Maybe this is just me, and where I'm at in my life, but sometimes looking an indeterminate amount of time into the future it can be hard to visualise what it's going to be like. There's the recent revelation I've had that, turns out, you don't become a completely different person once you get to "the future", you're just an older version of yourself. Of course you might be a completely different person, but having aged into it you might not notice. This series just makes me feel very self-reflective, more than usual, and I adore that about it. It's a thrilling story featuring great characters, gorgeous artwork, and great lettering and design work by Jared K. Fletcher. It's hard to talk about the ending in a non-spoiler review, but I have to try and mention it. Some may think it's anti-climatic, and I get that, but I thought it was perfect. There was such a bittersweet whimsy about it, as well as a pay-off from the first issue that I thought was equally humorous and heartfelt.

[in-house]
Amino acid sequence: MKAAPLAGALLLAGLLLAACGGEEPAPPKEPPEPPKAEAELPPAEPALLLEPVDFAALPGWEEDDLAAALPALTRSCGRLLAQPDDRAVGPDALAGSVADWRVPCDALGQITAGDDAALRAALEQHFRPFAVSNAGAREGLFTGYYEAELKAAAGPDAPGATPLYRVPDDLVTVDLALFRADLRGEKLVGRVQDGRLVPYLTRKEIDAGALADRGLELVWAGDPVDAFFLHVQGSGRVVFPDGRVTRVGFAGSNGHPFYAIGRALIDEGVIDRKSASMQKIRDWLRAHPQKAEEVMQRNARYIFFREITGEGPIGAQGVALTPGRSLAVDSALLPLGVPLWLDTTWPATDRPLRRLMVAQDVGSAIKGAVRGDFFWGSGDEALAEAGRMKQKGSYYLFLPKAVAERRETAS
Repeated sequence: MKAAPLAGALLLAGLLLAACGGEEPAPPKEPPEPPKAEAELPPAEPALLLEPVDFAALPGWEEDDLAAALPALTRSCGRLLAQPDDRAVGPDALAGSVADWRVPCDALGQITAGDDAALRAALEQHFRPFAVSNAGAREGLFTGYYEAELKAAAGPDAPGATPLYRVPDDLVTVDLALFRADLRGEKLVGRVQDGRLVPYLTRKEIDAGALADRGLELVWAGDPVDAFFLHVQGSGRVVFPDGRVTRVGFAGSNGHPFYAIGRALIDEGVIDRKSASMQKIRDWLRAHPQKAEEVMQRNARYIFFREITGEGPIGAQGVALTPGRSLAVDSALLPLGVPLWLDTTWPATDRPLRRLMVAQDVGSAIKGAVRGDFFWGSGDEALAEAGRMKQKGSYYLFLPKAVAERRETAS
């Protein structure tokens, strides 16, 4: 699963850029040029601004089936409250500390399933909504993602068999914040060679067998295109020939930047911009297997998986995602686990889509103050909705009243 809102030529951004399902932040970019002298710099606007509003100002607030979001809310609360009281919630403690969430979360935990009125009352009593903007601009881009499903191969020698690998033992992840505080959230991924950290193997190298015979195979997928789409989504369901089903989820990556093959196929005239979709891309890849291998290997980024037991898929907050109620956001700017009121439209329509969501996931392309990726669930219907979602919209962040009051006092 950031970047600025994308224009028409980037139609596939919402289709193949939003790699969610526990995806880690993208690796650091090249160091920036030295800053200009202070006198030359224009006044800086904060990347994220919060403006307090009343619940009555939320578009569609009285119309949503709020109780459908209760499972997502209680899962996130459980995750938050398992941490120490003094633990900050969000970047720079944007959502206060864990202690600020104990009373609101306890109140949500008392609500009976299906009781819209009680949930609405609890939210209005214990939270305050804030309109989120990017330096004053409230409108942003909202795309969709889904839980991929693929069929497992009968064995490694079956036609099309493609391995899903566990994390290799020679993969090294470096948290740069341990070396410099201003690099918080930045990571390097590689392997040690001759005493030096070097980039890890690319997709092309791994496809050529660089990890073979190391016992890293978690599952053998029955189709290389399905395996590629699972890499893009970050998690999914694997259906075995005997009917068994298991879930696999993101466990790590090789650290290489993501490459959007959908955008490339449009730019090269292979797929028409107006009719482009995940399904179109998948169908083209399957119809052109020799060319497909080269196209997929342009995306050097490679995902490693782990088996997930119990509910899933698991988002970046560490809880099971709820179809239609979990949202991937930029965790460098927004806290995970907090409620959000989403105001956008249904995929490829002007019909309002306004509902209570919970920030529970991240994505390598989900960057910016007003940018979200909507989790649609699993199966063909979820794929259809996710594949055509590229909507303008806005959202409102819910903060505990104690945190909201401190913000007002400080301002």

I'll leave it there for now, but look out for an eventual podcast episode on the series. Highly recommend trying this if you haven't already.
You can also find his podcast on Twitter @JoeTalksComics, which you can listen to through Anchor, where you can find links to the podcast on Apple Podcasts, Google Podcasts and Spotify, or you can click those hyperlinks directly.